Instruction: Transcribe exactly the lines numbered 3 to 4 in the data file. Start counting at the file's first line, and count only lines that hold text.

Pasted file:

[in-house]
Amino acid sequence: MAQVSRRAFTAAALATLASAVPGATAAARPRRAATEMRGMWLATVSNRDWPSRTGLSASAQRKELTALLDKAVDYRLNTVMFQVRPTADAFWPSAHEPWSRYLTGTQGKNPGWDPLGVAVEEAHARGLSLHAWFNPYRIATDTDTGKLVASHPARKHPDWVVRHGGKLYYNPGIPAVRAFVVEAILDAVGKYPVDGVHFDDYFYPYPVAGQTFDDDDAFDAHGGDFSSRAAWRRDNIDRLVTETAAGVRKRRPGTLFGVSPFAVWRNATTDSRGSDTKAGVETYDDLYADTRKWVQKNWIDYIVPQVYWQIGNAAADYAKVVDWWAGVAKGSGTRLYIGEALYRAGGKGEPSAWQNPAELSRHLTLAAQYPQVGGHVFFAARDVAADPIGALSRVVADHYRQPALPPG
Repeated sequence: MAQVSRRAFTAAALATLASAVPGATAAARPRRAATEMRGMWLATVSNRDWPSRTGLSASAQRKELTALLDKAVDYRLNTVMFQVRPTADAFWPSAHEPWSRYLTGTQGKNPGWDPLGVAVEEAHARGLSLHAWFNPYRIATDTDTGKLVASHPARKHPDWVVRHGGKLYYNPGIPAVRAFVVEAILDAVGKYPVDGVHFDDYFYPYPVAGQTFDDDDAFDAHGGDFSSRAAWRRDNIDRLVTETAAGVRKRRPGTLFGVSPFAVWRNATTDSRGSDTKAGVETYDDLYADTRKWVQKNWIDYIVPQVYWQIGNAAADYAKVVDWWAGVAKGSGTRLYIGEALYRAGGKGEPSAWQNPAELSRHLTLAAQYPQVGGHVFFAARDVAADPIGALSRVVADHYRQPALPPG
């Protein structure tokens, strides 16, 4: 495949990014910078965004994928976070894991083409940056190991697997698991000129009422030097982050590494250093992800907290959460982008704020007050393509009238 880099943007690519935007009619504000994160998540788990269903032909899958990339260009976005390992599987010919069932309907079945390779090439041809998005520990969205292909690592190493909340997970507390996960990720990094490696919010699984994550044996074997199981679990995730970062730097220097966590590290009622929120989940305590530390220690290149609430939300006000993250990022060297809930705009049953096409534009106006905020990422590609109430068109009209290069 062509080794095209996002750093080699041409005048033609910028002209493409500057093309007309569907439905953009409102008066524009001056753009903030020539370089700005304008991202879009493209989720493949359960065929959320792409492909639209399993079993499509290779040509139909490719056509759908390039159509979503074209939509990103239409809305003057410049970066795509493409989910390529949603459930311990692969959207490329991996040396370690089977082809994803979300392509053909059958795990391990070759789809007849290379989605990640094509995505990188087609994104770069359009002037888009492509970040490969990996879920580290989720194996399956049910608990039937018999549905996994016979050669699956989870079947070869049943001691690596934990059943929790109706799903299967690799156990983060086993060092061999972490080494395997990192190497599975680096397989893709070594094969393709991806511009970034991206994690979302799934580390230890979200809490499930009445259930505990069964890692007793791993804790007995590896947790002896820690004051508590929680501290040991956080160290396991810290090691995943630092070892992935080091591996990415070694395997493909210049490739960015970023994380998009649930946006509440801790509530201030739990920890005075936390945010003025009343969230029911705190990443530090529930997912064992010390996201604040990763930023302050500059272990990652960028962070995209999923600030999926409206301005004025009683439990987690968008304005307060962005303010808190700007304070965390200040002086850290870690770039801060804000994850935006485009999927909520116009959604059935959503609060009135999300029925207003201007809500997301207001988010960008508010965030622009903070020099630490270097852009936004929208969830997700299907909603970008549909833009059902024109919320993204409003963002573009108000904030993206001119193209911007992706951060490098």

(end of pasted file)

Repeated sequence: MAQVSRRAFTAAALATLASAVPGATAAARPRRAATEMRGMWLATVSNRDWPSRTGLSASAQRKELTALLDKAVDYRLNTVMFQVRPTADAFWPSAHEPWSRYLTGTQGKNPGWDPLGVAVEEAHARGLSLHAWFNPYRIATDTDTGKLVASHPARKHPDWVVRHGGKLYYNPGIPAVRAFVVEAILDAVGKYPVDGVHFDDYFYPYPVAGQTFDDDDAFDAHGGDFSSRAAWRRDNIDRLVTETAAGVRKRRPGTLFGVSPFAVWRNATTDSRGSDTKAGVETYDDLYADTRKWVQKNWIDYIVPQVYWQIGNAAADYAKVVDWWAGVAKGSGTRLYIGEALYRAGGKGEPSAWQNPAELSRHLTLAAQYPQVGGHVFFAARDVAADPIGALSRVVADHYRQPALPPG
């Protein structure tokens, strides 16, 4: 495949990014910078965004994928976070894991083409940056190991697997698991000129009422030097982050590494250093992800907290959460982008704020007050393509009238 880099943007690519935007009619504000994160998540788990269903032909899958990339260009976005390992599987010919069932309907079945390779090439041809998005520990969205292909690592190493909340997970507390996960990720990094490696919010699984994550044996074997199981679990995730970062730097220097966590590290009622929120989940305590530390220690290149609430939300006000993250990022060297809930705009049953096409534009106006905020990422590609109430068109009209290069 062509080794095209996002750093080699041409005048033609910028002209493409500057093309007309569907439905953009409102008066524009001056753009903030020539370089700005304008991202879009493209989720493949359960065929959320792409492909639209399993079993499509290779040509139909490719056509759908390039159509979503074209939509990103239409809305003057410049970066795509493409989910390529949603459930311990692969959207490329991996040396370690089977082809994803979300392509053909059958795990391990070759789809007849290379989605990640094509995505990188087609994104770069359009002037888009492509970040490969990996879920580290989720194996399956049910608990039937018999549905996994016979050669699956989870079947070869049943001691690596934990059943929790109706799903299967690799156990983060086993060092061999972490080494395997990192190497599975680096397989893709070594094969393709991806511009970034991206994690979302799934580390230890979200809490499930009445259930505990069964890692007793791993804790007995590896947790002896820690004051508590929680501290040991956080160290396991810290090691995943630092070892992935080091591996990415070694395997493909210049490739960015970023994380998009649930946006509440801790509530201030739990920890005075936390945010003025009343969230029911705190990443530090529930997912064992010390996201604040990763930023302050500059272990990652960028962070995209999923600030999926409206301005004025009683439990987690968008304005307060962005303010808190700007304070965390200040002086850290870690770039801060804000994850935006485009999927909520116009959604059935959503609060009135999300029925207003201007809500997301207001988010960008508010965030622009903070020099630490270097852009936004929208969830997700299907909603970008549909833009059902024109919320993204409003963002573009108000904030993206001119193209911007992706951060490098």